Fr. James' Letters

March 17, 2024

Dear Parishioners,

In our Gospel scene this weekend we hear about some Greeks wanting to see Jesus. When a Greek wants to “see” someone, they don’t just want to see their face. They want to see the person’s soul. Because the Greeks are philosophers (think of Plato, Aristotle and Socrates, who said “the unexamined life is not worth living”), they want to really know who Jesus is. They want to see if Jesus is worth loving and following.

This simple scene of Greeks coming to Philip, who was Greek as well (Philippos is a Greek name), lets us think about the three aspects of religion. Let’s call them the Greek, the Roman, and the Hebrew aspects.

The Greek aspect, as we have mentioned, is philosophy. Catholicism has a great philosophical tradition, which would be our theology. Thomas Aquinas, for instance, used Aristotle and Plato in his thinking. Our understanding of God and our beliefs aren’t irrational and random. They make sense and they are beautiful.

The Hebrew aspect is worship. The Jews, of course, were monotheistic and had the whole system of ritual in place around the temple and feast days. Catholics follow, in many ways, the temple ritual and festal cycle. Our form of worship helps us be in touch with God and helps give us grace to live our lives in a fruitful way.

Finally, the Roman aspect is the structure of law and culture. Romans had a sophisticated legal and political system, which they needed to govern the vast empire. They organized armies, built cities and roads, and had an established network of commerce. In Catholicism we have a governing structure with the pope, bishops, and priests. We have a codified system of canon law. We have parishes and buildings and schools and charitable efforts and on and on. This is the “institutional side” of the church. The institution often is denigrated, but it’s necessary to ensure the mission. The Greek and Hebrew components might be more elegant, but, remember, the Romans conquered both the Greeks and Jews.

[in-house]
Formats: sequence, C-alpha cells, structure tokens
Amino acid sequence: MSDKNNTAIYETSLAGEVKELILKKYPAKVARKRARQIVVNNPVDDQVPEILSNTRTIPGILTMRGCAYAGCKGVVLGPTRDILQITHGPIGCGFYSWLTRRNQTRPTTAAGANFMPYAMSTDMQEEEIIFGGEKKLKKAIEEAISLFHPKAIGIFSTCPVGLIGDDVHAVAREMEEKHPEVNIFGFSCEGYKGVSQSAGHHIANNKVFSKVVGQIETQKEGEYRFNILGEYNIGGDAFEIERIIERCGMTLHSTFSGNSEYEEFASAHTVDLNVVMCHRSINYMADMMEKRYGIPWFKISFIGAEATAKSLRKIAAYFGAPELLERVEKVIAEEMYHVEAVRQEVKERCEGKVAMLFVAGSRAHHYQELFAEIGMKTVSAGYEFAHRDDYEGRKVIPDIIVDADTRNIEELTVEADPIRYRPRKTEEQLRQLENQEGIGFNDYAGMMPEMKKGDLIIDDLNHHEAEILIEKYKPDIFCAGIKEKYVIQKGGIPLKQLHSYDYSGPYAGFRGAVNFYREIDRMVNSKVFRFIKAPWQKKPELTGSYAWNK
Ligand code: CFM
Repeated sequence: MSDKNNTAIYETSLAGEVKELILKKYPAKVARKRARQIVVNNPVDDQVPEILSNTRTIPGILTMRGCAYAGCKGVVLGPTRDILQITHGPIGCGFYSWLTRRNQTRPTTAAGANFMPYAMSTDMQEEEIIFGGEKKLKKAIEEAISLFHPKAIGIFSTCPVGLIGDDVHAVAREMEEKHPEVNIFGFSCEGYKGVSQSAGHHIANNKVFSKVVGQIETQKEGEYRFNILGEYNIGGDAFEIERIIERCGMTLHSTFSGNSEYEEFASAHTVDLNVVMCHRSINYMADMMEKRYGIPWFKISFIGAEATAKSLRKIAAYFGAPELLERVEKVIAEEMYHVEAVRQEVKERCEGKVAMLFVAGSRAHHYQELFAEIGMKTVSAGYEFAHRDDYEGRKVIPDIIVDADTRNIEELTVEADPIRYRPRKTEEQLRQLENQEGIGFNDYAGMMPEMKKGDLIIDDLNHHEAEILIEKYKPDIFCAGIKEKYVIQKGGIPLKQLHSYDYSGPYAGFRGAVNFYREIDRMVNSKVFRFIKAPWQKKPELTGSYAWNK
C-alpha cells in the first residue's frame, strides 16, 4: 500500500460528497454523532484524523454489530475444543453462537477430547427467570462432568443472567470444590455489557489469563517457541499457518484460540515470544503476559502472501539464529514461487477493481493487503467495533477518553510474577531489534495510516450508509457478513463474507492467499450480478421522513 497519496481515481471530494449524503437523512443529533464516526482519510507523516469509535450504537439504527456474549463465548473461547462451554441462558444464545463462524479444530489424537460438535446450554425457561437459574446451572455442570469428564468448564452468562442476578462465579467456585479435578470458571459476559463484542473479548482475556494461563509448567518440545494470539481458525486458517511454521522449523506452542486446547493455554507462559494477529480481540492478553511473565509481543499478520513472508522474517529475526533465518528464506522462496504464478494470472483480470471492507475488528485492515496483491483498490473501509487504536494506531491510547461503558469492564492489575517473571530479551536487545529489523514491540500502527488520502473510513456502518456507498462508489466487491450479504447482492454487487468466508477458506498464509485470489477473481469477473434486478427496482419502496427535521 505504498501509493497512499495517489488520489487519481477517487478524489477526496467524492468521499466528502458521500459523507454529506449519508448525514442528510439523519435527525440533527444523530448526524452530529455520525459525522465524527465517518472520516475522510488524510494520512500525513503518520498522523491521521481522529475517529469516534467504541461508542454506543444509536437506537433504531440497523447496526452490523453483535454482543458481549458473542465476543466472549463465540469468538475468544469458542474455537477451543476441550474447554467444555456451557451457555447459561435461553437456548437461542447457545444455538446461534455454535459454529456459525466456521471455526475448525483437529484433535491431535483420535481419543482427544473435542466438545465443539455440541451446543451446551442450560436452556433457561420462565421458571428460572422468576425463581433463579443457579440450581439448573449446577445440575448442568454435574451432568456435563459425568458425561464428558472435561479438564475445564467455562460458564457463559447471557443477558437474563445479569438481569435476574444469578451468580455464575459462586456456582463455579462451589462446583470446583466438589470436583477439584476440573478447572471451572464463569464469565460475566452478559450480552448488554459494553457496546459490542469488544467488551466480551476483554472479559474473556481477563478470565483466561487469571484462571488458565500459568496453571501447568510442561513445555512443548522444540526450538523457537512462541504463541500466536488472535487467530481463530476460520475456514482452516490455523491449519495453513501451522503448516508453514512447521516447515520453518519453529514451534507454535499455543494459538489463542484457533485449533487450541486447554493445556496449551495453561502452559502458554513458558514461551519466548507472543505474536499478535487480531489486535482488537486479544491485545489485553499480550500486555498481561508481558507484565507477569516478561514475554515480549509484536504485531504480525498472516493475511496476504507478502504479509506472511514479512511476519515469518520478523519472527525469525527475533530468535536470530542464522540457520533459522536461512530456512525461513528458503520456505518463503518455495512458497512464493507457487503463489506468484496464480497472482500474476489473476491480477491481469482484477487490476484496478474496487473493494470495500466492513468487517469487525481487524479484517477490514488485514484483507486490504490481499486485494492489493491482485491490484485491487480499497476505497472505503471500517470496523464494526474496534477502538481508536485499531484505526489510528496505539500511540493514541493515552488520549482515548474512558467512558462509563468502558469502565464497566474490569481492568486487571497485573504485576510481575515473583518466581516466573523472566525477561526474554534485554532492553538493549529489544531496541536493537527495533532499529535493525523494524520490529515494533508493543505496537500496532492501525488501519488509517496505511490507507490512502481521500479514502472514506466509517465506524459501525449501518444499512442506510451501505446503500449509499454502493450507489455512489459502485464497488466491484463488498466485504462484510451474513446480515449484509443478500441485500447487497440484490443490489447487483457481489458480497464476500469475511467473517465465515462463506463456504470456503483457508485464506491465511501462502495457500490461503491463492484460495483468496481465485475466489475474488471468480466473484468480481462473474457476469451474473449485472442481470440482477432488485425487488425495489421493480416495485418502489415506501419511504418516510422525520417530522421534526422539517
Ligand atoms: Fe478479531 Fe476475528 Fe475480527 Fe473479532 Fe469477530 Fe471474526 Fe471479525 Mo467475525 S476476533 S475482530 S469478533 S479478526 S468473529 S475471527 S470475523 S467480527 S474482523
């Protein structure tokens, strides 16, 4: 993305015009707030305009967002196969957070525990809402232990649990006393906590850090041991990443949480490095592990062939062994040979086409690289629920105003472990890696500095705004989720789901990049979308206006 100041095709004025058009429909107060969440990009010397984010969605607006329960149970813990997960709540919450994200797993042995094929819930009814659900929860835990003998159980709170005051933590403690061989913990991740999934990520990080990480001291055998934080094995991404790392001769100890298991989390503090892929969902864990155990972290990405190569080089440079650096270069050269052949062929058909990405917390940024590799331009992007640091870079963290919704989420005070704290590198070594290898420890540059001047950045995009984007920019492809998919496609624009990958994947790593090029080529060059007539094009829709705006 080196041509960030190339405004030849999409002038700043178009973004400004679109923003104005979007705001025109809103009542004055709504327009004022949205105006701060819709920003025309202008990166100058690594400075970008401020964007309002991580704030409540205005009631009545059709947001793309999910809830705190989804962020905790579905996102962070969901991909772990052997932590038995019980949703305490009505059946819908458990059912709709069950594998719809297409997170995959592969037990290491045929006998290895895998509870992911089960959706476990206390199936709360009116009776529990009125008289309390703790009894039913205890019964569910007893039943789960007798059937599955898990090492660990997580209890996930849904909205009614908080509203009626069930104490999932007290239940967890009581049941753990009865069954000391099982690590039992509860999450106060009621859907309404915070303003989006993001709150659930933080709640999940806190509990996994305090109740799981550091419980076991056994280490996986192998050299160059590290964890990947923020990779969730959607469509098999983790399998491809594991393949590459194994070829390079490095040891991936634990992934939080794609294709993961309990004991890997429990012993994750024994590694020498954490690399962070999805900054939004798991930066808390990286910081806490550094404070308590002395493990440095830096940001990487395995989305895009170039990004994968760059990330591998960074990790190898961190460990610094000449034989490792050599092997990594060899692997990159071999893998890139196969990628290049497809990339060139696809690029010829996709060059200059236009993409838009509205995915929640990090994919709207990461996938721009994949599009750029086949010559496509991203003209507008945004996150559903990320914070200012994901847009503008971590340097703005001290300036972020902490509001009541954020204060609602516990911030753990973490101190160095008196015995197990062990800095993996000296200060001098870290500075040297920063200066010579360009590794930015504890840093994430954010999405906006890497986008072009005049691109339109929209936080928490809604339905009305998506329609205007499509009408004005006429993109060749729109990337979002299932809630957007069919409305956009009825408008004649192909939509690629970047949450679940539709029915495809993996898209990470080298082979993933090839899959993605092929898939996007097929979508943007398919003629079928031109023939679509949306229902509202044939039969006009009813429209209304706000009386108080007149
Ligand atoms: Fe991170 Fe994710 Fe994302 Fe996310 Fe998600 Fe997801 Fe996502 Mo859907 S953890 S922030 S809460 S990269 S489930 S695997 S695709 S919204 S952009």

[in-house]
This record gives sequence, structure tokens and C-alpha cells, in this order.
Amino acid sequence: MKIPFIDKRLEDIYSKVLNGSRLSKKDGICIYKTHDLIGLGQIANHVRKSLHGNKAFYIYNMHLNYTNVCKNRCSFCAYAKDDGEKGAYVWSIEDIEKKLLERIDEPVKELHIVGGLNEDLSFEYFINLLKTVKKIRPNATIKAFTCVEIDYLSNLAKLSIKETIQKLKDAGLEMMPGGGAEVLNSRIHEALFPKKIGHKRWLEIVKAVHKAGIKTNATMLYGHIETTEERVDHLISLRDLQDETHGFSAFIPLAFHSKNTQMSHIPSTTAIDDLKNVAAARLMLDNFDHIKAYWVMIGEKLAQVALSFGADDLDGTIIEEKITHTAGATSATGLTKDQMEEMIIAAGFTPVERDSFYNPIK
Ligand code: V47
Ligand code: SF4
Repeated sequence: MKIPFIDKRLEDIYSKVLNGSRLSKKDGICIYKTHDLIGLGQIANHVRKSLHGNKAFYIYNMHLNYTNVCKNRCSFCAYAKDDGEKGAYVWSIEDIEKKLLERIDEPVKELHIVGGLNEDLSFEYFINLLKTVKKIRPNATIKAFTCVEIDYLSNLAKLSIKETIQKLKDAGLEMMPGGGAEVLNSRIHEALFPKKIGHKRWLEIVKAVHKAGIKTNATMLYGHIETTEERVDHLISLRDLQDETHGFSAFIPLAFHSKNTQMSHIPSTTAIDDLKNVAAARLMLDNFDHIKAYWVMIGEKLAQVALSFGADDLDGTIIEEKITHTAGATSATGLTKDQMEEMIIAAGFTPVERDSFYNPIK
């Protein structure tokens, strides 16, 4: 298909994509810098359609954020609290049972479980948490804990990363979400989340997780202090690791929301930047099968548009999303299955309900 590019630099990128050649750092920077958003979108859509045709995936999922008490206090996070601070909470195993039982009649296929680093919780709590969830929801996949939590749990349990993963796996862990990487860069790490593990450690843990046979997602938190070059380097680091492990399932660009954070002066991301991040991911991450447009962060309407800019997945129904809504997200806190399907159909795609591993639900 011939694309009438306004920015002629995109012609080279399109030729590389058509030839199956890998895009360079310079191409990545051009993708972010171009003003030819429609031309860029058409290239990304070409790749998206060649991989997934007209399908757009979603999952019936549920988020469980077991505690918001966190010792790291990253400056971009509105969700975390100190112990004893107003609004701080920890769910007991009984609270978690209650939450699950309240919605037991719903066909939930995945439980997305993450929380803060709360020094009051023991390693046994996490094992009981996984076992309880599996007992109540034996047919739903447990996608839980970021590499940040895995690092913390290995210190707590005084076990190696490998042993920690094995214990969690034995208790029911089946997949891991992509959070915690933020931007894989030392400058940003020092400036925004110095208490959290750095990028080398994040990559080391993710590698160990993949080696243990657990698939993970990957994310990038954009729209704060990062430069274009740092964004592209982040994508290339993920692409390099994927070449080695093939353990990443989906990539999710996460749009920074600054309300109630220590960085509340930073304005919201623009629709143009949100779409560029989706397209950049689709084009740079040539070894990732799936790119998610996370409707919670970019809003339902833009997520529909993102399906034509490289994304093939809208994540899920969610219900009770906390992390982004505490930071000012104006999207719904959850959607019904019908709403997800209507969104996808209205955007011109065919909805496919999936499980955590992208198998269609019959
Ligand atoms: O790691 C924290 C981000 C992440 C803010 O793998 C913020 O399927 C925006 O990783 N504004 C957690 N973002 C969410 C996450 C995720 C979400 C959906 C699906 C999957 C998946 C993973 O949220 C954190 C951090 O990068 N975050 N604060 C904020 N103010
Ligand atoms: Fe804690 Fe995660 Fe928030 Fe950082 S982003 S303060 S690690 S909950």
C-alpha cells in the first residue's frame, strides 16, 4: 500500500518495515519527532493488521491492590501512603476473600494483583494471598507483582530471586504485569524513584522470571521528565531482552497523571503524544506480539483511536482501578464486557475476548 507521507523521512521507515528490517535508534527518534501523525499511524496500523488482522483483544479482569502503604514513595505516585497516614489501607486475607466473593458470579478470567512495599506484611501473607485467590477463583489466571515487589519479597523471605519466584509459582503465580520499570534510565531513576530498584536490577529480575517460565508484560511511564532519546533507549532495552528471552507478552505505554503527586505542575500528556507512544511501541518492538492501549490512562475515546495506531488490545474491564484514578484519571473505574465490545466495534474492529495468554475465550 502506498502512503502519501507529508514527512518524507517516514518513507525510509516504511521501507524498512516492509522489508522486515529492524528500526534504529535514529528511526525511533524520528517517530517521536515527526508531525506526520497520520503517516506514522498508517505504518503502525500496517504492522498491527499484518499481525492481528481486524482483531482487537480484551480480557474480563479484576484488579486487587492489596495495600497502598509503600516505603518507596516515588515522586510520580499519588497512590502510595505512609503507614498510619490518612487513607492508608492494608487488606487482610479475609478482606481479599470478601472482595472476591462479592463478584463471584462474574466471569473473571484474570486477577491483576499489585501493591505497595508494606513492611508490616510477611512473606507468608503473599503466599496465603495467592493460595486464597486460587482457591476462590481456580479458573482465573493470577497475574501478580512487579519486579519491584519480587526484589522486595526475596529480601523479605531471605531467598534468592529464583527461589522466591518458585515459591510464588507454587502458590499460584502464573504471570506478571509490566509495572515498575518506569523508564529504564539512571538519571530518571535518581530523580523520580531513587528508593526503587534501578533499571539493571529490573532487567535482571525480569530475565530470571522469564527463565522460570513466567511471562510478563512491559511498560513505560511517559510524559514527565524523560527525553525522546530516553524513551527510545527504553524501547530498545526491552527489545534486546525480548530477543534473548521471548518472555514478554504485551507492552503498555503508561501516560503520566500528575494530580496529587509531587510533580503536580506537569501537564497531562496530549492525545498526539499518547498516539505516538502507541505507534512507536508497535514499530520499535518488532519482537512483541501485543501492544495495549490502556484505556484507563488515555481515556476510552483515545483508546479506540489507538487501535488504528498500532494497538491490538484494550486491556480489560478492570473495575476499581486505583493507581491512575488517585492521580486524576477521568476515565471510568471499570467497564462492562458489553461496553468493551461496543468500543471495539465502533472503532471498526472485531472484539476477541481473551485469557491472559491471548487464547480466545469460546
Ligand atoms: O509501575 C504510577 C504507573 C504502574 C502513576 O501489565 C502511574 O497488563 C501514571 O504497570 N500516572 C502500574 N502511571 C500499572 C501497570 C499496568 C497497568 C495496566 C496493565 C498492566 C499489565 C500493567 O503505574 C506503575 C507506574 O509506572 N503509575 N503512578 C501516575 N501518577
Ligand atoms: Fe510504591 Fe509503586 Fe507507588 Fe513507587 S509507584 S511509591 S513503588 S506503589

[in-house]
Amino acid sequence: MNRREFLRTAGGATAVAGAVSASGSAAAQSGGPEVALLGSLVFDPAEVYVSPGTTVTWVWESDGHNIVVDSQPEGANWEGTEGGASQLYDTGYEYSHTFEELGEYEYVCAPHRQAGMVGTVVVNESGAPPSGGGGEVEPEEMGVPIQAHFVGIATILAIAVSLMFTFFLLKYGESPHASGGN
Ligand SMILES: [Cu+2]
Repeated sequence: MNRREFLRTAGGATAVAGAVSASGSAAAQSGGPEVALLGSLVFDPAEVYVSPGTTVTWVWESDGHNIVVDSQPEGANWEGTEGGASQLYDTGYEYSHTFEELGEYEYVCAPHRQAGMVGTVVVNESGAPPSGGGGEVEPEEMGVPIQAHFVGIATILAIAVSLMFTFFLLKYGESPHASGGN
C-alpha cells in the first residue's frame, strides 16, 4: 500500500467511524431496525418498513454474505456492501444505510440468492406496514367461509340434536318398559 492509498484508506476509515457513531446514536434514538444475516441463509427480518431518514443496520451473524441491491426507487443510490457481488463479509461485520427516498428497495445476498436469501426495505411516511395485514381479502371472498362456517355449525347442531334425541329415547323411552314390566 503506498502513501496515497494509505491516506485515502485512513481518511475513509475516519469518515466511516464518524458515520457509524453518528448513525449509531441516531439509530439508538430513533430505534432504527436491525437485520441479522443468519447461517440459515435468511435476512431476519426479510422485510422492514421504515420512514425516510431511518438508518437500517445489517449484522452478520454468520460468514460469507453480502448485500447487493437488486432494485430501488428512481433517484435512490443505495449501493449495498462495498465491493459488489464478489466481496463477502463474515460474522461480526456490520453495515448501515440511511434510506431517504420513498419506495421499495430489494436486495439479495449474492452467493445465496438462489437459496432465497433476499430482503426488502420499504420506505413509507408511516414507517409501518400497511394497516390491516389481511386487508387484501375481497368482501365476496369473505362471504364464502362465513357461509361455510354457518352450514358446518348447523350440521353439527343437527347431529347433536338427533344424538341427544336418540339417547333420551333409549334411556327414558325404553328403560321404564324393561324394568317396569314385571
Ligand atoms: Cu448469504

Only in Catholicism do we have all three components. The inscription above the cross that Pilate had made--INRI (Jesus the Nazorene the King of the Jews)--was actually written in three languages: Greek, Hebrew, and Latin. And not only are these three present in our church generally, they are present specifically in the Eucharist. We worship the one God here at the Mass (Hebrew). We receive deep fulfillment from receiving Jesus (Greek). And the Eucharist has laws and regulations around it to ultimately give us the means to go out and help bring others into relationship with God (Roman).

Saint Patrick of Ireland, whose feast we celebrate today, demonstrates the tripartite aspect of Catholicism well. He set up a system of churches and a culture in Ireland (Roman). He taught about the worship of one God and the Trinity to the pagan Celtic peoples (Hebrew). And he instilled a spiritual life, or a personal relationship with Jesus Christ, in the Irish people (Greek). Saint Patrick, pray for us that we can see the face of Jesus and live.


The parish Griefshare program begins this Tuesday, March 19th at 6:30pm. If you are mourning the loss of a loved one and could use both some wisdom and fellowship from fellow mourners, consider joining our group. A special thank you to Deacon Andy and the leaders.

Please note there will be no Wednesday morning Scripture Seminar this week on Wednesday, March 20th. We will be off the next few weeks due to Holy Week and Easter. We will resume on Wednesday, April 10th.

Please keep in your prayers our RCIA candidates and catechumens who will be entering the Church at the Easter Vigil and completing the sacraments of initiation: Jack Leach, Rose Kosatka, Jamie Russo, Alyssa O’Donnell, Renee Mark, Max Wagner, Jonathan Lopes, Jenesis Lopez, Luis Vargas, Alfredo Torres, Delaney Starwalt. Congratulations to you all and a special thank you to Beshar Bahjat and his RCIA team for leading these individuals to God.

Next Sunday is Palm Sunday, the beginning of Holy Week. Please be sure to check the schedule in the bulletin and note there are no morning Masses on Thursday, Friday, and Saturday.

Yours in Christ,

Fr. James Wallace

Who is Fr. James?

Father James Wallace grew up in Winnetka, Illinois and attended Sts. Faith Hope and Charity grammar school, New Trier High School, and then The George Washington University in Washington DC, where he earned his undergraduate degree in Political Science in 2007. He attended seminary at The Pontifical North American College in Rome and was ordained a priest in 2012 for the Archdiocese of Chicago. In addition to being the pastor of Saint Paul of the Cross Parish, he serves as a canon lawyer for the Archdiocese, a dean in Vicariate II, and a professor of canon law and spiritual director at Mundelein Seminary. He is also one of the featured Mercy Home Sunday Mass celebrants, airing Sundays at 9:30am on WGN.

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Contact Information

St. Paul of the Cross

320 South Washington Street
Park Ridge, IL 60068

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Phone: (847) 825-7605

Mass Schedule

UC = Upper Church
HFC = Holy Family Chapel 

Monday - Friday

6:25 am UC

8:30 am UC


8:30 am UC - weekday Mass

4:30 pm UC - vigil


7:30 am UC

9:00 am UC

10:30 am UC and HFC

12:00 pm UC